Early in Earth's history, a violent collision with another planetary body created a huge mess, but just how much of a mess has been debated. What we do know, however, is that this cataclysmic collision created the moon and plenty of debris that formed a planet-encompassing disk.
Now, in a December 2017 study published in the journal Nature Geoscience, researchers have simulated this ancient smashup to figure out just how much of the disk debris rained back down on Earth's surface as planetesimals, or small, planet-building celestial objects. This period of disk debris pelting the planet is known as "late accretion." What they found adds to our understanding of how early Earth formed and may have implications for how life emerged from our molten and battered young planet.
Seeding Earth With Rare Elements
During late accretion, differentiated planetesimal-sized chunks of debris with metal cores bombarded Earth's surface. These objects solidified from the debris of the moon-forming collision and so contained a mix of materials, including rare elements such as gold, platinum and iridium. These so-called "siderophile elements" (heavy elements that mix easily with iron) were integrated into our planet's mantle. The fact that we find these elements near Earth's surface is a key piece of evidence that late accretion occurred. Scientists had thought that Earth gained approximately 0.5 percent of its total mass during this time.
"After the formation of the moon, the Earth was fully molten for a while, and it's very likely that these elements were segregated into the core of the Earth," says Simone Marchi, of the Southwest Research Institute (SwRI), who led the study. "So, under this assumption, there shouldn't be any gold, platinum and other elements left behind in the mantle or the crust of the Earth, but the very fact that we see a significant amount of these elements, that would imply that they were delivered to the Earth via planetesimals."
After carrying out computer simulations on siderophile elements permeating through a young Earth's interior, Marchi's team found that even the materials delivered by planetesimals would have been assimilated in our planet's core over time, removing them from Earth's upper layers. The simulations also predict that substantial quantities of these planetesimals would have been blasted into space after the moon-forming collision, thus preventing them from falling back to Earth's surface at all.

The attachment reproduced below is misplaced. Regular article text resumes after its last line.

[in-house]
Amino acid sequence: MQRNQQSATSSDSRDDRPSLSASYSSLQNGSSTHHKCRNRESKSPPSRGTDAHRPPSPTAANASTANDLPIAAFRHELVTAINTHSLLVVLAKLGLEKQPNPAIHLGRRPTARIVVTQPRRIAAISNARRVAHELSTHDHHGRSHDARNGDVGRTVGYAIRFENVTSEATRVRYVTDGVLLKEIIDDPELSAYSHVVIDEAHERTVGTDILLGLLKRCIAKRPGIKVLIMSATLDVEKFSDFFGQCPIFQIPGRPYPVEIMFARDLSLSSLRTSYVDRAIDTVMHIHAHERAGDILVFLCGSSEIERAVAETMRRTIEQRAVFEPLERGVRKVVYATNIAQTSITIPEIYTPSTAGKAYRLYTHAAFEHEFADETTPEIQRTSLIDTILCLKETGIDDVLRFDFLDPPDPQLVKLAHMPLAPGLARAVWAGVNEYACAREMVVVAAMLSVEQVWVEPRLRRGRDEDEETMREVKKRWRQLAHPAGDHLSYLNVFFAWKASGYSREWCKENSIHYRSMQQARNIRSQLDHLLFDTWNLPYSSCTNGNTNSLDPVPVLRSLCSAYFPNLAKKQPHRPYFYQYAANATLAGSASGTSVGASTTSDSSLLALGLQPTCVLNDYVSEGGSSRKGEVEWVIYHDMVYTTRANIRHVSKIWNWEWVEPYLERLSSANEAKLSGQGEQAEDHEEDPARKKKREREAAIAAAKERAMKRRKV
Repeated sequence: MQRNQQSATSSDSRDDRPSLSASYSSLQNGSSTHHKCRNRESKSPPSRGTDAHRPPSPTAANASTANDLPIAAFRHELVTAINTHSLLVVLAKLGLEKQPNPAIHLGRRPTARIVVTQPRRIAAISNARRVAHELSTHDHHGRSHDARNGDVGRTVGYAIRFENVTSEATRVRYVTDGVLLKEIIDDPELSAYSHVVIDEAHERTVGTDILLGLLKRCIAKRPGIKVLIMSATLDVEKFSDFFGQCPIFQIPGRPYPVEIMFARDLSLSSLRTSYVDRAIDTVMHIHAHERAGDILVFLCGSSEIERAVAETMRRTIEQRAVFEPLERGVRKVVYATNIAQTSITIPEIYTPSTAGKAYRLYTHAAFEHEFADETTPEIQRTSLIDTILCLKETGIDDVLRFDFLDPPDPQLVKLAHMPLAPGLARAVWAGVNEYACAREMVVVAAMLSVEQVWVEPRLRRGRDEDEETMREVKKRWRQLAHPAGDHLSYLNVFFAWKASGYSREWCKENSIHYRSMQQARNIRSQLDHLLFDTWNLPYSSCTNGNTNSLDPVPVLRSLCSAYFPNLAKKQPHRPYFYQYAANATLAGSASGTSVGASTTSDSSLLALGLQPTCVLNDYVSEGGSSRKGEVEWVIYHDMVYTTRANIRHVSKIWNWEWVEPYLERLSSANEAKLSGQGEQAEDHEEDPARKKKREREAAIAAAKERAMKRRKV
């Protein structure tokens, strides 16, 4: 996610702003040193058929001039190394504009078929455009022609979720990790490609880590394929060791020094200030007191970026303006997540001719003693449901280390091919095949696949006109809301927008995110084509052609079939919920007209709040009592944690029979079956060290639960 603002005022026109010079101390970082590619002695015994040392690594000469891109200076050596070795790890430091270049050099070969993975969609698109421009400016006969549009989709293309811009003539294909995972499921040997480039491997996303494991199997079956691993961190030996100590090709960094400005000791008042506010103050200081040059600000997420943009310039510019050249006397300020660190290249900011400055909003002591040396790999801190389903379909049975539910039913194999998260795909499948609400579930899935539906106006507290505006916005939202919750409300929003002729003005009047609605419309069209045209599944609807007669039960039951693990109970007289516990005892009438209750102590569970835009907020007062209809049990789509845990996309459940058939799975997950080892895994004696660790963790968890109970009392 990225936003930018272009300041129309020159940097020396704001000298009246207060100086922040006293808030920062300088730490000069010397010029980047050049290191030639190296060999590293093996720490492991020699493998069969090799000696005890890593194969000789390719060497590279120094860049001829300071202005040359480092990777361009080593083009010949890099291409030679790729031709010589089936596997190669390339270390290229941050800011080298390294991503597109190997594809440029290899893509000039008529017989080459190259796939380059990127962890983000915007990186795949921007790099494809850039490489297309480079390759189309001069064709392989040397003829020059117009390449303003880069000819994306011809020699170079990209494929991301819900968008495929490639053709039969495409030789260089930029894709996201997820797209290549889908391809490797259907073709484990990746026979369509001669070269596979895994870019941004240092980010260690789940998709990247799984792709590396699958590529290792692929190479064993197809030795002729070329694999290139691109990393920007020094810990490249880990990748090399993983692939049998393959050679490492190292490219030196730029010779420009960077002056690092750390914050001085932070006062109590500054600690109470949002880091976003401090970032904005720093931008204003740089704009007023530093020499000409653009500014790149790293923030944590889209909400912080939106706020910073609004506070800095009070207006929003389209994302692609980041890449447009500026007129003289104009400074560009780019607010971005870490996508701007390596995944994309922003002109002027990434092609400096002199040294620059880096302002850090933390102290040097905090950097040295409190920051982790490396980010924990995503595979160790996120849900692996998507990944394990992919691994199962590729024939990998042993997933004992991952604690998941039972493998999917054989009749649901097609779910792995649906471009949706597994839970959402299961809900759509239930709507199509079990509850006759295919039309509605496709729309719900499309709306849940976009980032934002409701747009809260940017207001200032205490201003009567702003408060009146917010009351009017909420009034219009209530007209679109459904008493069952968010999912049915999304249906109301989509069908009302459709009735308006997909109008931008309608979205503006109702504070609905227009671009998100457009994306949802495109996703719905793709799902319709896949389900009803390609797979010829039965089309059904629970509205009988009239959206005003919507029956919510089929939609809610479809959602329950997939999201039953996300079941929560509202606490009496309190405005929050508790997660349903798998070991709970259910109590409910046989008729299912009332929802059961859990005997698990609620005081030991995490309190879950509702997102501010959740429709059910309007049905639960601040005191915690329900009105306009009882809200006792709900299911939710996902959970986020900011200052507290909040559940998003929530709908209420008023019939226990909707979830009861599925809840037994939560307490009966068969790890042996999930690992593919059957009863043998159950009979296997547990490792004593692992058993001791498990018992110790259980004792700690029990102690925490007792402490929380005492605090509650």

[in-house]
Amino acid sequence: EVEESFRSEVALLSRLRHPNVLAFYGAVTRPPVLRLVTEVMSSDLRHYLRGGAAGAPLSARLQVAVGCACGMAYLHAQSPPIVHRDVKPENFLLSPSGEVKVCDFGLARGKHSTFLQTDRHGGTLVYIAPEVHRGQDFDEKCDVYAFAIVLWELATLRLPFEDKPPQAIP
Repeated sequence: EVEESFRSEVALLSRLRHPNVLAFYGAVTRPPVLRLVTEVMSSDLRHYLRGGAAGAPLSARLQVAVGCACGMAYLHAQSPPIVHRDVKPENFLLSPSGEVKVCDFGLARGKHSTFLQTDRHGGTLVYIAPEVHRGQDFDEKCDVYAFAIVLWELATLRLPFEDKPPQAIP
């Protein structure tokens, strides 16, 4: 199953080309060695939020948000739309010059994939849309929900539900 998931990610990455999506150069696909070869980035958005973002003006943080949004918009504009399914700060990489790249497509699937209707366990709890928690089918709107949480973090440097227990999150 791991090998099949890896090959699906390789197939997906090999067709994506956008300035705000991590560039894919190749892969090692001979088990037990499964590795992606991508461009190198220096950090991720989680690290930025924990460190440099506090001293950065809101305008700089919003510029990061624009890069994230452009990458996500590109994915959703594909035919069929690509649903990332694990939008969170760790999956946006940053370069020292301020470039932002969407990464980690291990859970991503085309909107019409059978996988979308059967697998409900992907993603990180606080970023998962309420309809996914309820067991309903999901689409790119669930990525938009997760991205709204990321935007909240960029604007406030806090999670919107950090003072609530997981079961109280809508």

More Planetesimals, More Gold
So how can we explain the abundances of these rare elements that are clearly present today at Earth's surface? To find out, the researchers took a closer look at the process of delivery by these large collisions and tracked the fate of the impactor materials to see how they got mixed into the mantle.
"We then realized that to be able to explain the amount of these elements we see in the mantle, we needed to increase the total mass accreted by the Earth between a factor of two and five," Marchi explains.
In other words, previous estimates of the amount of material delivered to Earth via late accretion are too low. To explain the abundances of rare elements at or near the surface, between 1 and 2.5 percent of Earth's mass must have been delivered by planetesimals after the moon-forming collision.
"In the aftermath of the formation of the moon that was caused by a massive collision, there seems to have been a protracted time of bombardment of the early-Earth," says Marchi. Although this was generally understood to be the case before this research, "what we are saying now is that you need to have a much higher [rate of] bombardment in order to explain the quantity of these elements."
The Question of Life
Marchi provides another way to think about this far higher rate of bombardment during the late accretion period.
"If you were to spread that mass as a layer over the surface of the Earth, you'd get a layer of the order of tens of kilometers," Marchi says. "In this regard, you also get a visual idea that the delivery of this mass is potentially very important for the surface."
These collisions would have had a tremendous impact on Earth's surface, the chemistry of the primordial atmosphere and may have even had a significant role to play in early biology. After all, the oldest record for the origin of life is about 4 billion years ago, and that was around the time when these collisions took place.
"This is important as it would imply that these collisions were really important in the early evolution of the Earth," he concludes. "They were a primary engine, so to speak, that would affect how the surface of the Earth works. This has tremendous implications for early life on Earth."